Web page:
• Facebook
  • Instagram
  • YouTube

CURRENT exhibition

Poster 3.jpg

By the dude zone


sam MacInnes

Sam MacInnes is a London-based artist originally from Glasgow. Dealing with the topics of nostalgia, British drinking culture, cartoon characters and memories from childhood, MacInnes presents his experience of the contemporary world through ‘The Dude Zone’ - a satirical cartoon universe of animals playing the main characters in the world of a young artist in London.

In the exhibition SAM’S GARAGE, MacInnes showcases the paintings created in his parent's garage during the pandemics in 2021. Surrounded by his toys, cartoon characters and elements from his childhood that dictated everything about the fantasy worlds he had formed as a kid, Sam MacInnes created a series of paintings in which he combined both of the worlds that are present in his everyday conscious mind. His art is autobiographical - naïve and authentic – childish and serious.

In SAM’S GARAGE, MacInnes has created his own form of escapism. Implementing the cartoons and animal characters into his works and promoting them as the symbols of his childhood, he portrays them in their mutated form, corrupted by the cruel realities he struggles to face.

‘The naivety of childhood is a wonderful thing, every passing moment is one of amazement, and it is that amazement that I want to try and recapture in my new works.’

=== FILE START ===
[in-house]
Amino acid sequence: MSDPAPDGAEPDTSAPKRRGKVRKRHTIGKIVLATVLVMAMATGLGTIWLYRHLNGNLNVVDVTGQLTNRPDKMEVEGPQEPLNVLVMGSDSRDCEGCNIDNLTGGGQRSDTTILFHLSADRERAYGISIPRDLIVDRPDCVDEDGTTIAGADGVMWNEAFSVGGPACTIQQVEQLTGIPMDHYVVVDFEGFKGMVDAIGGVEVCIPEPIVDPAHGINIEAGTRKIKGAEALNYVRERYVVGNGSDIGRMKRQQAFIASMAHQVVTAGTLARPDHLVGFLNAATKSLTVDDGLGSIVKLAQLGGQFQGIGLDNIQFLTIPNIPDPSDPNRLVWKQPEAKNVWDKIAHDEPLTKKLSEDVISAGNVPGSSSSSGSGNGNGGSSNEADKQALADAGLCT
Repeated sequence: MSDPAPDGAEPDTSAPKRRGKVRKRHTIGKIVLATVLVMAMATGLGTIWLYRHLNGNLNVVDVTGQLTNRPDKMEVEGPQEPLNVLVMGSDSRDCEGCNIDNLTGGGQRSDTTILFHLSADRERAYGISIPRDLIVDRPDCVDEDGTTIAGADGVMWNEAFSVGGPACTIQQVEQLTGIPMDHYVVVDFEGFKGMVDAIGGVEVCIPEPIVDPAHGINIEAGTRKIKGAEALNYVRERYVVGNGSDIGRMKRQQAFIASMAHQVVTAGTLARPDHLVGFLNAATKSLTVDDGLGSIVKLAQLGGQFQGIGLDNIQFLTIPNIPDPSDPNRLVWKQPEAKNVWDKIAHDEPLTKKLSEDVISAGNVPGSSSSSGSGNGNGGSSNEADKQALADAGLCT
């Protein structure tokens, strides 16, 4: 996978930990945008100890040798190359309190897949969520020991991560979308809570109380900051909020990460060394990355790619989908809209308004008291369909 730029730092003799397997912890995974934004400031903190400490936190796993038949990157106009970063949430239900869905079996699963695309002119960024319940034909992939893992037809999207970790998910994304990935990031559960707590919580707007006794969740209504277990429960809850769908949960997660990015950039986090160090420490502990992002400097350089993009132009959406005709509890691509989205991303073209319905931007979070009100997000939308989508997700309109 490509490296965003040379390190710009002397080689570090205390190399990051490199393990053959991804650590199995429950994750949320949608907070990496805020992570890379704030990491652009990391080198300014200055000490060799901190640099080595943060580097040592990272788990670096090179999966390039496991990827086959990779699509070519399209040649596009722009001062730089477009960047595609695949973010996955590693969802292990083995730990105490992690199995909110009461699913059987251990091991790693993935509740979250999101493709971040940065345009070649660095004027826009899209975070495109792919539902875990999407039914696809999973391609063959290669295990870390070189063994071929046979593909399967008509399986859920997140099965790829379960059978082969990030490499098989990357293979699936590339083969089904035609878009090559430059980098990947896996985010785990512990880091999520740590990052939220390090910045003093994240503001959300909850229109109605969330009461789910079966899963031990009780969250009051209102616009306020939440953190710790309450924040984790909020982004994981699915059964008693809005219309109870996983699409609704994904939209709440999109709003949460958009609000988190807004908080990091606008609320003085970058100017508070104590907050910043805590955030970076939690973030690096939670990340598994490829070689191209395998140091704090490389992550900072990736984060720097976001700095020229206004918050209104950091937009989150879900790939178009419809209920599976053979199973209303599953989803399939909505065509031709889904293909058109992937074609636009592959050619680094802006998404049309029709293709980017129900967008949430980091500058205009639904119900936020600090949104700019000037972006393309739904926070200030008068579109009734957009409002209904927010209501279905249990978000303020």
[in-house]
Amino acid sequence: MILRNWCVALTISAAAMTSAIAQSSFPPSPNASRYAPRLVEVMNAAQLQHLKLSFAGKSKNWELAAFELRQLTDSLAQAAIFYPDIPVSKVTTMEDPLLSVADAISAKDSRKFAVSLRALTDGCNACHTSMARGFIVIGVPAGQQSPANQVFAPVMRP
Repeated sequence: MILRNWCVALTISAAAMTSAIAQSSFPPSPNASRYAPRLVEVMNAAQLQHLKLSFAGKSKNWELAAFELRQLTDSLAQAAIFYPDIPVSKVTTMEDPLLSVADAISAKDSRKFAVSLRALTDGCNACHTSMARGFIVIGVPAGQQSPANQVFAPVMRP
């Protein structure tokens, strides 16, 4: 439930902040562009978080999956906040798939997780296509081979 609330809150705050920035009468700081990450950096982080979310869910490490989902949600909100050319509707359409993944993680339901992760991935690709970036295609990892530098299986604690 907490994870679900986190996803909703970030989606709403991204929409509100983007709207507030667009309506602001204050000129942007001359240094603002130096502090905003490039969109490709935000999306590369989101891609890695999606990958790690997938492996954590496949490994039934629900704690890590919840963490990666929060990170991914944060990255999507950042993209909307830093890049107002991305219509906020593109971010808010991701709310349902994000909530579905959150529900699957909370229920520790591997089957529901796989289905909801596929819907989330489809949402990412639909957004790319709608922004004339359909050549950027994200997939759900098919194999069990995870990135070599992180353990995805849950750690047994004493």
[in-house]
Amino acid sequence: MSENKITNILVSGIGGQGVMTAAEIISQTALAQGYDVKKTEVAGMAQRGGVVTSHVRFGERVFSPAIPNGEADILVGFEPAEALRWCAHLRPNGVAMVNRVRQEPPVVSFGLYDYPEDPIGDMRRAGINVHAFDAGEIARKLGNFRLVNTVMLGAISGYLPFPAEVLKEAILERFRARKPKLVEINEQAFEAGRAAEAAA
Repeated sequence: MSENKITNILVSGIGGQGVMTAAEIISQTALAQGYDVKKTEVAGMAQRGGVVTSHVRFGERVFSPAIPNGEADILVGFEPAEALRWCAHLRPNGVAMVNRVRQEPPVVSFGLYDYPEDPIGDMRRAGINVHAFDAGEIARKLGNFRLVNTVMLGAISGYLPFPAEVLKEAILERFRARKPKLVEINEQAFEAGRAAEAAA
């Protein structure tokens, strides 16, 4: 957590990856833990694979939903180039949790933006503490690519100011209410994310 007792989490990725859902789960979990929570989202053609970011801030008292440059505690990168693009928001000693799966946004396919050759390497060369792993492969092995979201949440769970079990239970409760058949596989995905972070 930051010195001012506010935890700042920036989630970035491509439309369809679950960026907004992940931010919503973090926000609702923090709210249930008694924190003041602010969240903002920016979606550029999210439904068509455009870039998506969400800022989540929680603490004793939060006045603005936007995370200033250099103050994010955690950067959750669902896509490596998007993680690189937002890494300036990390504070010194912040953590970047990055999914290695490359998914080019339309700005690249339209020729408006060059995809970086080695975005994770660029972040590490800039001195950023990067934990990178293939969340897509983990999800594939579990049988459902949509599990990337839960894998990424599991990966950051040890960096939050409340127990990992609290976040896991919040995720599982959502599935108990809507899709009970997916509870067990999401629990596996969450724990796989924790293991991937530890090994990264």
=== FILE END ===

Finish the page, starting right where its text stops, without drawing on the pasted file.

Sam  MacInnes, 2022



Stour Gallery at Haggerston Studios on 258 Kingsland Road, E8 4DG, London.

Hi Sam!

Who are you again?

Just a guy from Glasgow who tries to capture what he sees in the day to day.


What were the very first themes you explored in your art practice?

I have been doodling and sketching ever since I was a child, I had an obsession for all things animal and dinosaur, and like most children, a love for the fantastical. Stories of knights, Romans, castles and conquest left me constantly envisaging my young self in these ancient and exciting worlds.

Most of my early doodling centred around animals however, drawings of elephants and dinosaurs usually took centre stage. I would draw directly from my toys or TV programmes, ‘walking with dinosaurs’ being a particular favourite of mine.

It seems odd to refer to drawings of ancient people and creatures as capturing my lived reality, but that is what it was at the time, just a small boy who was fascinated beyond belief by a world completely out of his control. Maybe it was the inability of others to fully understand that drew me to it. I could create my own idealised fantasies with myself playing god, something I have carried over into my current practice.


What was your university practice about, and how was it constructed?

Right up until my twilight years at university, I was very much a lost soul, I felt incredibly insecure about myself and my work. I was constantly comparing myself to others and following what my tutors said to the tee, somewhere that was meant to spawn my creativity had in fact hindered it.


My only means of creative escape was through my camera, capturing day to day living throughout my travels across the world, and, as ridiculous as it sounds through ‘shit-posting’ memes online when I would be out drinking with my friends. I would drink and go to underground raves every single week, I loved the music and the sense of community these places brought, and most of my friends I made back in these days I will have for life. It was entirely a means of escapism for me.